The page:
An excellent read, with chapter 5 on supply management in Canada, is a book titled, ‘The War in the Country’ – D&M Publishers, by Ontario farmer and writer Thomas F. Pawlick. Google it at this link:


    I understand and agree with the previous comments to a point. I would like to clarify my experience on Milk Boards and Cow Shares.

    On Albert Kamps farm in Lacombe, Alberta, I asked him, “Do you know of a farmer that does Cow Shares?” His reply was, “If I knew, I would send the Police after them and Charge them. The only person that can drink the milk is the owner of the cow and must live on the same piece of land that the cow is on.” Albert should know for he is on the Alberta Milk Board.
    His point of view is Safety but is he threatened by Raw Milk. There is a connection but should not be for most Raw Milk Drinkers drink very little of their milk.

    A week later I noticed a Gov. Ag. Inspectors card in my mail box. I phoned him and got instructions to phone the Red Deer office. In the course of the conversation he stated, “We have received a complaint in the Red Deer office that you wanted to buy milk. Did you approach a farmer before you approached this farmer?” My reply was, ” No.” He continued, “Did you approach a farmer after you saw the farmer?” My reply, “No”. He continued ,”Let us make it clear right now that you don’t. We have a lot of eyes and ears out there and you will be in big trouble if you do. Furthermore, we have instructed all of our producers that if anyone approaches them that they are to ignore them and walk away or their license will be in jeopardy.” Their quota license is worth $20-30.thousand per cow. After a very good discussion, He ask me to submit my plan. I am still working on it with my top C.E.O..

    All Politicians need to be contacted, a web site made, find a farmer who desires to sell on a lease to purchase agreement, and the easiest part to collect 1000 names / e-mails of people who wish to be co-owners of
    Send questions to fuwmilkalberta@gmail.com

    • Zeb Landon

      What your anecdote relates illustrates a misuse of law enforcement. The example of the Alberta milk marketing board saying they use the police to enforce their policies must have been shocking to be told. After all, if I have a tenant who doesn’t pay me rent, I have to go to a civil court, not phone the police to send a swat team, whom I would call for a criminal offence, such as if the tenant pulled out a firearm and fired it. Snapping their fingers to get the police to enforce market share seems nothing short of outright bullying, what you might expect in some fascist banana republic where a cartel has the government intimidate individual businesses. If the milk board has a complaint, it should be dealt with in court, or via a grievance process, not like some heavies engaged in a turf war.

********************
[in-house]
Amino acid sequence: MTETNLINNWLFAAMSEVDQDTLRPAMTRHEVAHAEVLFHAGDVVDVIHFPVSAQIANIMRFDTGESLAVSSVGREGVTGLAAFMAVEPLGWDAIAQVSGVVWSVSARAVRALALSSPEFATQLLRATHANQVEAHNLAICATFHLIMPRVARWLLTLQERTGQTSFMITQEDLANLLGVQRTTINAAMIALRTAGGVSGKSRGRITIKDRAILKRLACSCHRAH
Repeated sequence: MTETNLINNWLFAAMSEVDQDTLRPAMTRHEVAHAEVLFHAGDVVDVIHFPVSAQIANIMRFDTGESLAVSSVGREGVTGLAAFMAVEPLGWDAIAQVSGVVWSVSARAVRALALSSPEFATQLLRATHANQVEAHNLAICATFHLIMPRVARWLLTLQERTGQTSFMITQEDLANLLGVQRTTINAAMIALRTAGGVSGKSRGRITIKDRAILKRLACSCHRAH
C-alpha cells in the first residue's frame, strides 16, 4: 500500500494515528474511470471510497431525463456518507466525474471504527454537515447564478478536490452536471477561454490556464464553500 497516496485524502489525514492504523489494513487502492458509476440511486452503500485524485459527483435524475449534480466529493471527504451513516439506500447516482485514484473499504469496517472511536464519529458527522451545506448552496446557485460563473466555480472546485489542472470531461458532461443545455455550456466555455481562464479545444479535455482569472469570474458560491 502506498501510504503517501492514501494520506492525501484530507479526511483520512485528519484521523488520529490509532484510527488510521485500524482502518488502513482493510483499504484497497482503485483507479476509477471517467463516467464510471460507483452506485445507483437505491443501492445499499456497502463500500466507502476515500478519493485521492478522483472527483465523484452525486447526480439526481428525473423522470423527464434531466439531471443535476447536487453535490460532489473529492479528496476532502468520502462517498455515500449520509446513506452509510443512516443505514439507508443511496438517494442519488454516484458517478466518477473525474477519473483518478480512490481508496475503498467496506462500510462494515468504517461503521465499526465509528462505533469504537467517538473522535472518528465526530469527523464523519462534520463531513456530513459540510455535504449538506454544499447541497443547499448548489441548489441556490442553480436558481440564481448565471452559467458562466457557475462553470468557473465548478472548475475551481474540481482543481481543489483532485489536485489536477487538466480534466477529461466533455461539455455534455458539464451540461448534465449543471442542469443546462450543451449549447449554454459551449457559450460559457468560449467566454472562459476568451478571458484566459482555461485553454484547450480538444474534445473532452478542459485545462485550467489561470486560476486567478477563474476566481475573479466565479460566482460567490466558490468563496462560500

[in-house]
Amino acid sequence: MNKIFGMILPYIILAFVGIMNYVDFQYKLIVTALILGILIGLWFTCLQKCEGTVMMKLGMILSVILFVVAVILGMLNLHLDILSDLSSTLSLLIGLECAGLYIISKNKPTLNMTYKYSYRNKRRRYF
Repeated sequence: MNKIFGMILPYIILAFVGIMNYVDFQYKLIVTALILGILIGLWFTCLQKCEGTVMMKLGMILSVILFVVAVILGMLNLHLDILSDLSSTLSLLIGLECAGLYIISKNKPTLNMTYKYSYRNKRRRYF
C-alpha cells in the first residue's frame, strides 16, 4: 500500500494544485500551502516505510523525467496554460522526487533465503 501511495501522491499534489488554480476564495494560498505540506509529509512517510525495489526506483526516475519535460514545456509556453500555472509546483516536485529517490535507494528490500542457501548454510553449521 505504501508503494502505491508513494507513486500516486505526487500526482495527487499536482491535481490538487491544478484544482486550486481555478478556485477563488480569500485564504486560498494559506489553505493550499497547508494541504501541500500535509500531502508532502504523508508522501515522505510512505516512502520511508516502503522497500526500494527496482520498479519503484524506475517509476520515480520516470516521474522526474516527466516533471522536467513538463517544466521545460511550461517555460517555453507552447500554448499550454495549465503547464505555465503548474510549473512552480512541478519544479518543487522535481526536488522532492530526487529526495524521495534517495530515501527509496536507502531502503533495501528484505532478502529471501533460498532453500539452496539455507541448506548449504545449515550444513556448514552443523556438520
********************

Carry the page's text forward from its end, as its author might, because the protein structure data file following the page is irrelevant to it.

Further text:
For me personally, we have a fundamental right to choose unadulterated food, and we are faced with denial of this right. Government should be afraid we may action them for interfering with our right to look after our health in the way we see fit, which harms no one else.

      If we disagree with the methods of factory farms, we are also being denied the right to support an alternative, more ethical, form of agriculture. Life, liberty, and happiness denied, ethical religious values respecting God’s creation denied. Keep repeating it, maybe they will get the message.

  5. BC Food Security

    Zeb: I agree that the Marketing Boards have done some good. But intolerance breeds intolerance both ways. As The Bovine editor showed with his excellent stories about Ontario and then Alberta the marketing boards seem to use every available dirty means to preserve their monopoly in an unquestioning manner. If as you say , it is only a tool to serve the Canadian public good then why are they so brutal about as you say some tiny inconsequential cow shares here and there that do not even total 0.1 % of market share ? Ironically if we look at the really big picture I believe that milk is losing overall market share to veganism and raw food diets . This loss is partly because they have zero incentive to improve their product i.e its taste and nutrition . All their energies seem to be focussed on protecting their turf . Whereas Michael Schmidt’s visionary ideas about improving the health of the cow and the quality of the soils and milk will radically improve the industry and increase overall market share whether you are a raw dairy or conventional dairy farmer . Wasn’t there an old saying about “not shooting the messenger ” ?